USA: Recently the USPTO launched the After Final Consideration Pilot Program 2.0 (AFCPP 2.0), which provides examiners with additional time to consider an applicant’s response to a final office action and to conduct a further search. AFCPP 2.0 is currently scheduled to run through September 30, 2013. The advantage of filing a response under AFCPP 2.0 is that, unlike filing a response with an RCE, there are no additional USPTO fees to participate in this program, with the exception of any applicable extensions of time or other USPTO fees.
Europe: Proposed legislation in relation to a European Union patent (EU patent) will likely come into force on or after 1 January 2014. The legislation will allow applicants to obtain an EU patent that covers all of the countries in the European Union apart from Spain, Italy and Croatia. In particular:
- An EU patent can be requested within one month from the grant of a European Patent Office patent (EP patent). There is no separate application, prosecution or granting process;
- An EU patent can be requested after the grant of any EP patent after the legislation comes into effect, regardless of the filing date of the EP patent;
- Renewal fees are paid with a single payment (per renewal fee) to the European Patent Office; and
- No translation of the EU patent is needed in order for it to be in force in participating states.
A Unified Patent Court will be set up to hear patent cases related to EU patents. The Unified Patent Court will have a central division in Paris with sections in London and Munich, and a court of appeal will be located in Luxembourg.
India: Official fees in relation to patents in India will be increased. The Draft Patent (Amendment) Rules outlining the proposed increases were released on 12 June 2013. The rules are expected to come into effect soon after the Indian Parliament resumes on 26 July 2013, although no date has yet been confirmed. The official fees will be increased by up to double the current official fees, together with a 10% additional surcharge when an application or any other document is filed in hard copy format. As the current official fees payable in India are nominal compared to many other jurisdictions, applicants should not be deterred from seeking patent protection in India.
Canada: The Canadian Intellectual Property Office (CIPO) has recently revised its examination guidelines on medical use claims. The examination guidelines now indicate that inventions preventing physicians from exercising their skill and judgment in using a known compound for an established purpose should not be considered to constitute a patentable invention. This change is likely to affect claims that recite dosage regimens or dosage ranges, or claims which focus on how to administer or refine a treatment rather than what to use to treat the patient.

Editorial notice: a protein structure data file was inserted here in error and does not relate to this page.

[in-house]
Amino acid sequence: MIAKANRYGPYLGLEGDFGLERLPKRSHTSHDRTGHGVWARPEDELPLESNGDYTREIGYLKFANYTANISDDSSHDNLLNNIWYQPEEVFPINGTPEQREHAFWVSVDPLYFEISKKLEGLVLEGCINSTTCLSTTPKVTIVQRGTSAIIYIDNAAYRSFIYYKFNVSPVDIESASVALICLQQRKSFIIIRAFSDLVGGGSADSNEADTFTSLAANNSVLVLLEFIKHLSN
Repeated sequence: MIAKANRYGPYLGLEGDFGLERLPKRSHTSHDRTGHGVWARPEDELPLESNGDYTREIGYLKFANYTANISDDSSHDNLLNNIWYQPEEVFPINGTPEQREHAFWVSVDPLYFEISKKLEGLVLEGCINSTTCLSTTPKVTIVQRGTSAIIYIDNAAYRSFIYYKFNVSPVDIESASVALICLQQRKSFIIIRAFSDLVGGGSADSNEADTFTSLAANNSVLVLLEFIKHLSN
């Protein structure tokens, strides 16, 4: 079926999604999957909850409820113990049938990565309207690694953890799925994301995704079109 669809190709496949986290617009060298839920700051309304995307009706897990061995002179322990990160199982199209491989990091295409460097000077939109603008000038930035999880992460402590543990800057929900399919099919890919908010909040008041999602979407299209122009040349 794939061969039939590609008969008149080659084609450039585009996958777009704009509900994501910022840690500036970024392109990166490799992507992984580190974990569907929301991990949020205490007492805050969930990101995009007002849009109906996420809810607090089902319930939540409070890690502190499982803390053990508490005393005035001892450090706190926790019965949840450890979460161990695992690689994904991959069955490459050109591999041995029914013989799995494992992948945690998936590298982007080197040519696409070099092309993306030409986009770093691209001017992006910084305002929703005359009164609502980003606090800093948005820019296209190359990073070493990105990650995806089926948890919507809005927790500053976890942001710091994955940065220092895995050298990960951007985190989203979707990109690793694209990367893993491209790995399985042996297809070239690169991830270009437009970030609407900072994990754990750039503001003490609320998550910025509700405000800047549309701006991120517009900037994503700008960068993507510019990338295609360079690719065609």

India: Indian Trademarks law has undergone significant changes effective 8 July 2013. Some of the key changes are as follows:
- India has acceded to the Madrid Protocol for the International Registration of Marks. The development makes filing applications in India easier and cost-effective. The development is also expected to hasten the trade marks examination and registration process in India, which to date has been slow. Under the Madrid Protocol, India is required to examine a registration request within 18 months. If no objections or oppositions are raised within this period, the mark will be deemed registered in the Indian territory;
- India will now follow the current edition of the NICE Classification for the purposes of classification of goods and services. The development will further streamline the trade mark filing process in India and will make it easier for applicants to deal with formalities objections in India;
- The term for filing an opposition against published marks has been revised to four months (without extension) from the date of publication as opposed to the earlier term of three months which was extendible by one month. The change is anticipated to expedite opposition proceedings in India. Prospective opponents must, therefore, commence their strategic research and assessment of launching opposition proceedings as soon as possible after the advertisement of an application; and
Mexico: Mexico has adopted the Madrid Protocol for the International Registration of Marks. This makes filing for trade mark protection in Mexico easier and less expensive. Applicants filing an International Application to protect their mark in the US may consider also designating Mexico under their International Application;
Canada: The Federal Court of Canada has issued an important ruling relating to applications based on foreign use and registration. Justice Manson held in the recent decision in Thymes, LLC v. Reitmans (Canada) Limited FC 127 that the use required to perfect the filing basis of “foreign use and registration” needs to have occurred at the time the Canadian application was filed and in the home country of the applicant. Prior to this ruling, the use relied upon for satisfying the filing basis of “foreign use and registration” could have been made anywhere and did not have to be use in the applicant’s home country. Moreover, the use had to have occurred at the time that ground was asserted in the Canadian application (not on the filing date of the Canadian application). This afforded applicants tremendous flexibility in obtaining registration of their Canadian applications. However, the Federal Court’s decision appears to have significantly eroded this flexibility. Overseas applicants who are looking to rely on “overseas use and registration” as a filing basis in Canada should ensure that they have used their trade mark in trade and commerce in their home country at the filing date of the Canadian application.